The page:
So I’m just going to wax poetic here on my own thoughts and if I’m repeating anything anyone has said, forgiveth me. It turns out that Illumination Ritual definitely has some strong, commanding moments worthy of examination. In fact, the disc is kind of a statement that is more the parts as opposed to the sum. The very best thing to be found on Illumination Ritual is a song called “Cathedral Rings”, and that is due to the frenetic stick work of new skin pounder Nathan Wilder. If the act of drumming could be said to be like doing math equations in your head, as Rush drummer Neil Peart has noted, the drum line for “Cathedral Rings” is Wilder’s Ph.D. thesis in algebra. It hits a snare line, with a few dings on a cymbal, while, in between this action, there’s a clicking sound as though Wilder is hitting his own sticks as he navigates around the beat. You listen to this, and wonder: how on earth can one person with two hands reasonably pull that off? (I assume there was no overdubbing done, though I suppose that’s a possibility.) It’s jaw dropping, and really brings something new to the term “math rock”. Meanwhile, the drummer stutters to staggering effect on “Barrier Islands (Do We Remain)”, which, while it takes a while to really get going as a song, also boasts a sweetly memorable vocal melody. Illumination Ritual is like a watch that you want to take apart and view all the individual springs to see what makes it tick, particularly when it comes to the rhythm.
However, Illumination Ritual does falter a bit on key cuts. The five-and-a-half minute opener, “Adriatic to Black Sea” shows a sloppier side of the band: the song feels like a rehearsal demo to a certain extent as the drumming is, every now and then, seemingly off a half beat or so. And it feels like a few different ideas got stitched together as the piece shifts direction midstream and goes off on an entirely new tangent without adding a great deal to the music. In fact, the album’s main point of contention is, indeed, in these longer pieces. The back half of the record has two of them: “North Star Ordination” (six minutes) and “Clearing Life” (five minutes). In the case of the former, it, too, feels like a number of different songs were sewn into one without a great deal of focus and attention, and the track meanders off into the ether without making an impact. The latter starts off feeling as though a rock song and marching band number got into a fight at a tailgate party, before settling down into a jaunty number. It could have probably used a minute or two lopped off it. Even so, this is not bad. Not bad at all.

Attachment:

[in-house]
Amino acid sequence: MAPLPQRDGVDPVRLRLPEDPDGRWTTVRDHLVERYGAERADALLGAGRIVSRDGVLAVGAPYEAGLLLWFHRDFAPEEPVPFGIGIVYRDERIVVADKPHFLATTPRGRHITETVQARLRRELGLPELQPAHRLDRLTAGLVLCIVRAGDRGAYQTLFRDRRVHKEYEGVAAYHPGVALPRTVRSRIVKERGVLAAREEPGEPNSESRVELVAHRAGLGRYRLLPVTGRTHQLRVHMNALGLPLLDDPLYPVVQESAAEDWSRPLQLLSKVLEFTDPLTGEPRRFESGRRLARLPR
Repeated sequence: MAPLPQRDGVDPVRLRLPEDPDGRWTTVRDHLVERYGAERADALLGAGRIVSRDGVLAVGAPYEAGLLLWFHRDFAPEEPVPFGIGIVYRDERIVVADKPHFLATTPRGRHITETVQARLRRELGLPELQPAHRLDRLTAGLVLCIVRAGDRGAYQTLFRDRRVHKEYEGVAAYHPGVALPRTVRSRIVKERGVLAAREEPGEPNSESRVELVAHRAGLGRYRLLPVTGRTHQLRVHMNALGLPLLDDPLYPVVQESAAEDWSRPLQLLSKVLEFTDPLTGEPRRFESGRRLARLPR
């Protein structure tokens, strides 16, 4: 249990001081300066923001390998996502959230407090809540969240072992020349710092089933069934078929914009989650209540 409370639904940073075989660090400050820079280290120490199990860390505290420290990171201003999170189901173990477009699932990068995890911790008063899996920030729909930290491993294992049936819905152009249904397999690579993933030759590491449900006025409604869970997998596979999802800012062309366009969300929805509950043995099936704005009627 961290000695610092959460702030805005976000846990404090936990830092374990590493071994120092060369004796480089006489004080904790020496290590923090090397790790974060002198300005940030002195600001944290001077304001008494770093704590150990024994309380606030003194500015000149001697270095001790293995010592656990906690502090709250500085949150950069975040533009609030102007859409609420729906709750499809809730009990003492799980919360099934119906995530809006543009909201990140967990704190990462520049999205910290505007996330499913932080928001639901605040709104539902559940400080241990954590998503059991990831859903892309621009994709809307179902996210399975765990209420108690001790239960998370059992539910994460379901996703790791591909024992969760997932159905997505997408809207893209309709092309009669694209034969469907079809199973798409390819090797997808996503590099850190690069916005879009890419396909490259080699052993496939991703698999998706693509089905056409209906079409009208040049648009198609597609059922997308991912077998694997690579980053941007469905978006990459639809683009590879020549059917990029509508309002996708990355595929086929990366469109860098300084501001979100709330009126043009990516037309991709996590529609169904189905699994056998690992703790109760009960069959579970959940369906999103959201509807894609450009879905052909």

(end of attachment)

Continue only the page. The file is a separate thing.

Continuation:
All in all, what I’ve just written may or may not be nothing new when it comes to the critical appreciation of Illumination Ritual, but if you’re the type of person who likes their music skewed slightly on the unconventional side – but not too unconventional – you’ll certainly like this. It might be more of a background music piece than one you acutely sit down and listen to on headphones, save for the drumming, but it’s the sort of thing that you might want to listen to every now and again when you want to feel a certain emotion of listlessness. It’s also something of a record for the post-club crowd: Crisci allegedly wrote much, if not all, of this material in odd hours of the night, and there’s a certain medicinal haziness of sentiment to be found within this work. So, overall, Illumination Ritual succeeds as a mood piece, even though it might not be quite as “illuminating” as one would like, especially given some of the Radiohead comparisons this band generated earlier on with their two Low Level Owl discs. Still, whatever label you want to slap on the Appleseed Cast, they’ve created something that only they could probably create, and it’s great to watch the band somewhat straddle the fence between genres. That may confuse some listeners, sure, but Illumination Ritual is a slightly confusing album: how could something that invites closer listens in its instrumental virtuosity also keep you at arm’s length with odd moments of sloppiness and occasional meandering ideas? That’s the crux, and maybe that’s the real dilemma when it comes to this latest release from a band that defies easy categorization.
// Sound Affects
"The man whose songs were recorded by Johnny Cash, Alan Jackson, Ricky Skaggs, David Allan Coe, The Highwaymen, and countless others succumbs to time’s cruel cue that the only token of permanence we have to offer are the effects of shared moments and memories.READ the article